“Home for the Holidays” is a 1995 film written by W. D. Richter (based on a story by Chris Radant) and directed by Jodie Foster. It’s about a woman named Claudia (Holly Hunter) who loses her art restoration job at a museum before going from Chicago to Baltimore to spend Thanksgiving with her family. Her parents, played by Anne Bancroft (who is fantastic) and Charles Durning, are well-meaning but kind of suffocating and not super attuned to what’s going on with their children. Her brother, Tommy (Robert Downey Jr.), is gay and seems to use immature humor as a coping mechanism while with his family. His longtime boyfriend isn’t with him and Claudia assumes this means they’ve broken up. Instead of his boyfriend, he brings some guy he works with named Leo Fish (Dylan McDermott), home. Claudia assumes they are together and treats Leo with a heavy dose of skepticism. Claudia and Tommy’s sister, Joanne (Cynthia Stevenson) is a super judgmental homophobe who is unhappy with her life and treats everyone else like garbage as a result. Family tensions collide at Thanksgiving dinner, but there is of course a happy ending. It turns out that Leo is not Tommy’s boyfriend, but a friend who saw a picture of Claudia and wanted to meet her. The movie ends with Leo boarding Claudia’s flight back to Chicago and asking if they can spend more time together. We also find out that Tommy is actually married to his longtime boyfriend but didn’t want to subject him to the madness of his family at Thanksgiving. It’s one of those movies that is not super compelling plot-wise but has a lot of great, small moments thanks in great part to the cast. It’s also fun to see actors like Claire Danes, who plays Claudia’s daughter, and Steve Guttenberg, who plays Joanne’s husband, pop up briefly.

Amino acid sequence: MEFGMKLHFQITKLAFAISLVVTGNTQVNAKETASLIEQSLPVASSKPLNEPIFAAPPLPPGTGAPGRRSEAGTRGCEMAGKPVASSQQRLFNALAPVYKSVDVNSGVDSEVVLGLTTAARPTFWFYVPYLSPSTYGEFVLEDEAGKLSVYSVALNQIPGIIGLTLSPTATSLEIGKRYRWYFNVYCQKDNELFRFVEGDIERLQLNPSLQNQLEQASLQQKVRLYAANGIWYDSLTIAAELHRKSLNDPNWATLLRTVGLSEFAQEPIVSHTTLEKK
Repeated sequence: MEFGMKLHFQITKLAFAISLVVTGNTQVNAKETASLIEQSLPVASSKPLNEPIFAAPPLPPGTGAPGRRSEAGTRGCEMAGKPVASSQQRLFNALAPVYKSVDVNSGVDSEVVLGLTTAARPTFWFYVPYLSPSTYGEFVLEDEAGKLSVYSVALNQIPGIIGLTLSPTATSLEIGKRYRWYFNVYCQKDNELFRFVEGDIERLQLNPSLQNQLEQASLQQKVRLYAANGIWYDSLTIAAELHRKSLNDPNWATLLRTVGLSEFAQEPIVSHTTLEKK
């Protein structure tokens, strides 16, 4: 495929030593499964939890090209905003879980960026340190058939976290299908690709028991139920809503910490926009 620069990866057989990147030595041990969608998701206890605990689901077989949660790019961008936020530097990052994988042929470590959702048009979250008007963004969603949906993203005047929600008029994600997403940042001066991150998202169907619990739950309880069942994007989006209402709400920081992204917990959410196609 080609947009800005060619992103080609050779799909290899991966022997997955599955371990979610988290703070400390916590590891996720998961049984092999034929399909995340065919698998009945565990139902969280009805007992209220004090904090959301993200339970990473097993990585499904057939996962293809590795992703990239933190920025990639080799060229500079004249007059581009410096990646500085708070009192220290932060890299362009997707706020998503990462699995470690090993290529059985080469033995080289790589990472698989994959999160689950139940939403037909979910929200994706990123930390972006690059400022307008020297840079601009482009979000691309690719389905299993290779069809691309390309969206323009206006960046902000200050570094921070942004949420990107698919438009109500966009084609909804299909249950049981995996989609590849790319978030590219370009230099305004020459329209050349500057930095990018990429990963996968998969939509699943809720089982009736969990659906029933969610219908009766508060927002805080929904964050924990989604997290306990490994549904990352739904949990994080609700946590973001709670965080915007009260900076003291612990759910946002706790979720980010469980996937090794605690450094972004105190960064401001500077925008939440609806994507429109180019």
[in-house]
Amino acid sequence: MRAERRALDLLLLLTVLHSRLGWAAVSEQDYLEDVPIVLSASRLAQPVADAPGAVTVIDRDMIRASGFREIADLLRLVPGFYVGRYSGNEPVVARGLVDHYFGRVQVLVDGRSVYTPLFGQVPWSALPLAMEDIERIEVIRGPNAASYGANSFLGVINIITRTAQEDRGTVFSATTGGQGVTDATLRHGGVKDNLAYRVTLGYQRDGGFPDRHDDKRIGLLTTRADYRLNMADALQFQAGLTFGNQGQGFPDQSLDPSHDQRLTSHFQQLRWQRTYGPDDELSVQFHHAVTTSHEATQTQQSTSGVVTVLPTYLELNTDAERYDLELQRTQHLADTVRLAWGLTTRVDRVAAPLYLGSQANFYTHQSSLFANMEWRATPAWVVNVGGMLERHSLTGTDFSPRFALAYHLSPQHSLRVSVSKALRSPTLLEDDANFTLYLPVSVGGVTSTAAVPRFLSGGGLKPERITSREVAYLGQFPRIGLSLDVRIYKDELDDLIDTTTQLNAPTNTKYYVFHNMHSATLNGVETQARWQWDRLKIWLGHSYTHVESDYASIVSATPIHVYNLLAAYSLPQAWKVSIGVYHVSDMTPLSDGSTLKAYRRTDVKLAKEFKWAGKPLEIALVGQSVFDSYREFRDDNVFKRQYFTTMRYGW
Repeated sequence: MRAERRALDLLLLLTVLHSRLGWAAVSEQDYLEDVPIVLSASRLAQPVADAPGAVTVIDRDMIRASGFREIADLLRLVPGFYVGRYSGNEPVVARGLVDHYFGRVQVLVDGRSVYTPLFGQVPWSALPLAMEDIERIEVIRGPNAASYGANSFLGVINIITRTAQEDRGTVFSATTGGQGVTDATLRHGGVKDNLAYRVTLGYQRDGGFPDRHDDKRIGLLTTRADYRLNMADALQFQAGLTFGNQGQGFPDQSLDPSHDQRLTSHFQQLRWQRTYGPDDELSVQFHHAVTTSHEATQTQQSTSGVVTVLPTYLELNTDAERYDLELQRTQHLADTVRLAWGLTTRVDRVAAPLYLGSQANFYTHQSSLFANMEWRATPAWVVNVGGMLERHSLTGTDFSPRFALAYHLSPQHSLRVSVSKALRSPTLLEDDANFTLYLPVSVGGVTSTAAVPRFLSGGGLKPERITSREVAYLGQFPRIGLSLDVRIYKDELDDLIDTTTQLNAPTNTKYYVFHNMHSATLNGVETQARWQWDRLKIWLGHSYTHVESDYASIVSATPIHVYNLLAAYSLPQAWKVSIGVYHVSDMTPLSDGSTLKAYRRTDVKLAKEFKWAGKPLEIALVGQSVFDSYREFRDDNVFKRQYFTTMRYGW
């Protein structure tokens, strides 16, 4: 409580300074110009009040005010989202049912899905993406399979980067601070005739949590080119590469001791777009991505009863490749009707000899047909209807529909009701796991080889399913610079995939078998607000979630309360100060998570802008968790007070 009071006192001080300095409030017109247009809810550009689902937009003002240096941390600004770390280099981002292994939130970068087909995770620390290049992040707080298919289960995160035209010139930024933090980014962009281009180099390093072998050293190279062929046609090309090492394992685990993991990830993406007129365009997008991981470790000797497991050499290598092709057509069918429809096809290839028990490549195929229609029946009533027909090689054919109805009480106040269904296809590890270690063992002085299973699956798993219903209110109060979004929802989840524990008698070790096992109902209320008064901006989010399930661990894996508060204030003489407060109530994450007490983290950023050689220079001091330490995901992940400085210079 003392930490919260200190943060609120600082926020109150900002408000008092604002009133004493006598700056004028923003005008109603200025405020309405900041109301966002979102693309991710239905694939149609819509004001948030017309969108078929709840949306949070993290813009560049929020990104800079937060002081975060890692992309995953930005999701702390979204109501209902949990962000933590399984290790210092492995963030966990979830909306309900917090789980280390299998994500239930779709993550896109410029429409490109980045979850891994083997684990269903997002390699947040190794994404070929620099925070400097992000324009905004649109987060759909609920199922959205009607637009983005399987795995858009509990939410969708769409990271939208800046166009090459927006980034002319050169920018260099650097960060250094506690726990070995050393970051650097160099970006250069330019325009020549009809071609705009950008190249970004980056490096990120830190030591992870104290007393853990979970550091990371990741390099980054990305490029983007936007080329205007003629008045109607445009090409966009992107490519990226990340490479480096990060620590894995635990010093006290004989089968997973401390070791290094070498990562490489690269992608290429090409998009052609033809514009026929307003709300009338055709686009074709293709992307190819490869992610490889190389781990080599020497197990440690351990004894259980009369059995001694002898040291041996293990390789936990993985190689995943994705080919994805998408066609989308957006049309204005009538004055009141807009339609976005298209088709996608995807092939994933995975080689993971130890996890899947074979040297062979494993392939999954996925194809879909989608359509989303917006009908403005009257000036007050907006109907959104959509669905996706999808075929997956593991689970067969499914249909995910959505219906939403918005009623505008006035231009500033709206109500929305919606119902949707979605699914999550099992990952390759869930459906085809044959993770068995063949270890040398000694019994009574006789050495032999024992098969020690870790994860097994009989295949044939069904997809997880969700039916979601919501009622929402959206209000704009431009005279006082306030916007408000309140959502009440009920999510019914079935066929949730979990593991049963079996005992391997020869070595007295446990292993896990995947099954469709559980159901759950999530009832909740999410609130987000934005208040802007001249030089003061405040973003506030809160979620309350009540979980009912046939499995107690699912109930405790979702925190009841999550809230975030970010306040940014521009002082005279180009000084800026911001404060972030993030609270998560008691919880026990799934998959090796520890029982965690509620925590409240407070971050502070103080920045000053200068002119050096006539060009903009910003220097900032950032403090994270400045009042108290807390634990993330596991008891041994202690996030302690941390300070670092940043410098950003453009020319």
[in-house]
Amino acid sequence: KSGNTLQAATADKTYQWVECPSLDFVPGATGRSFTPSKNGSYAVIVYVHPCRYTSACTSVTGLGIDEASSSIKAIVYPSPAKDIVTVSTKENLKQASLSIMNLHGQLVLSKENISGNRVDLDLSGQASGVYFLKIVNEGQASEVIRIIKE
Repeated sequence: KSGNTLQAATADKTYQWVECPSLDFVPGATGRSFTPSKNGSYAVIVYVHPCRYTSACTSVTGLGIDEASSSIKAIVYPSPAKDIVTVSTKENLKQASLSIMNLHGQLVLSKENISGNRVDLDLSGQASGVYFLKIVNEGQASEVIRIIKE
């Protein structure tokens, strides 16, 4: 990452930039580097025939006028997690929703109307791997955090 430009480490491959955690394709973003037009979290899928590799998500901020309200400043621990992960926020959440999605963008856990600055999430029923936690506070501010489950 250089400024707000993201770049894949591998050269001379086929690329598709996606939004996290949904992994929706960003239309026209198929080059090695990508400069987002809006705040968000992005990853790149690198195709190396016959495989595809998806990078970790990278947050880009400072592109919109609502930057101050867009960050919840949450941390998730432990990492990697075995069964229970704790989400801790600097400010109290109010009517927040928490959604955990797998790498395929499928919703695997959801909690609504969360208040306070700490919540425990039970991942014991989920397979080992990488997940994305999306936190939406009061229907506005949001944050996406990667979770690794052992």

“Happiest Season” is a 2020 film written by Mary Holland (based on a story by Clea DuVall, who also directed). It’s about a Pittsburgh couple named Abby (Kristen Stewart) and Harper (Mackenzie Davis) who have been dating for a while and decide to spend Christmas together for the first time. Harper invites Abby, whose parents are both dead, to her family’s house but neglects to mention that they don’t know she’s gay until they are already en route. Not only does she ask Abby to pretend they’re just roommates, she also requests that she pretend to be straight. As you can imagine, this creates several toxic, uncomfortable scenarios for Abby, who spends most of the movie floundering around, neglected, while Harper panders to her pretentious, narcissistic parents (played by Mary Steenburgen and Victor Garber), fights with her competitive sister (Alison Brie), and flirts with her ex-boyfriend (Jake McDorman) who shows up everywhere. Abby’s only allies are her hilarious friend, John (Dan Levy), and Riley (Aubrey Plaza), one of Harper’s high school ex-girlfriends who was also damaged by her dishonesty. Despite the total shit show that Abby is forced to endure, Harper does eventually come out to her parents and the film ends with everyone magically happy and smiling one year later. Harper and Abby are engaged and the whole blended family (including John) is at the movies together as some horribly cheesy song plays.
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